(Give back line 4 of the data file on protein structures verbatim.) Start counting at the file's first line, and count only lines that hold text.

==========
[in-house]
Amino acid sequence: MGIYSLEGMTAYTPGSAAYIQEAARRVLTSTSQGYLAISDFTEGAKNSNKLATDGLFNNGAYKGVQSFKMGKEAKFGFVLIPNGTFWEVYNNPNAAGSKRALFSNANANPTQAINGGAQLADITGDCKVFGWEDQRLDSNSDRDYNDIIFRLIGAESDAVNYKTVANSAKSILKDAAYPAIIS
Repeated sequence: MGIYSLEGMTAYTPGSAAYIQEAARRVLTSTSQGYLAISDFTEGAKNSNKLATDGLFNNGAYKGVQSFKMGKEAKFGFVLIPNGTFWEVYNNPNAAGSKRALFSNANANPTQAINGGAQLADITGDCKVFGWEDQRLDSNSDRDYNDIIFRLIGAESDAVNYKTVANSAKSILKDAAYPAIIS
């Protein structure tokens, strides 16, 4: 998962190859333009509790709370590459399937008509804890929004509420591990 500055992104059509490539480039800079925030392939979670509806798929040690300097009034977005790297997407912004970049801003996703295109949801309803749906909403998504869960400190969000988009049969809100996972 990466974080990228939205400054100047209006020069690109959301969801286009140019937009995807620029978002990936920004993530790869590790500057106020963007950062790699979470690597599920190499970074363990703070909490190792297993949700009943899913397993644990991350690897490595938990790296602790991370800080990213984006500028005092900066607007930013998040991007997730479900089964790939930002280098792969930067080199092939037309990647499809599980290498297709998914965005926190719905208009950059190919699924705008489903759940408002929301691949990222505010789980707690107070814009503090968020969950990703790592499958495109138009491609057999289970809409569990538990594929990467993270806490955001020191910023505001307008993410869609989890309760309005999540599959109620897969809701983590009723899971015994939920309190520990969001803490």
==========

């Protein structure tokens, strides 16, 4: 998962190859333009509790709370590459399937008509804890929004509420591990 500055992104059509490539480039800079925030392939979670509806798929040690300097009034977005790297997407912004970049801003996703295109949801309803749906909403998504869960400190969000988009049969809100996972 990466974080990228939205400054100047209006020069690109959301969801286009140019937009995807620029978002990936920004993530790869590790500057106020963007950062790699979470690597599920190499970074363990703070909490190792297993949700009943899913397993644990991350690897490595938990790296602790991370800080990213984006500028005092900066607007930013998040991007997730479900089964790939930002280098792969930067080199092939037309990647499809599980290498297709998914965005926190719905208009950059190919699924705008489903759940408002929301691949990222505010789980707690107070814009503090968020969950990703790592499958495109138009491609057999289970809409569990538990594929990467993270806490955001020191910023505001307008993410869609989890309760309005999540599959109620897969809701983590009723899971015994939920309190520990969001803490």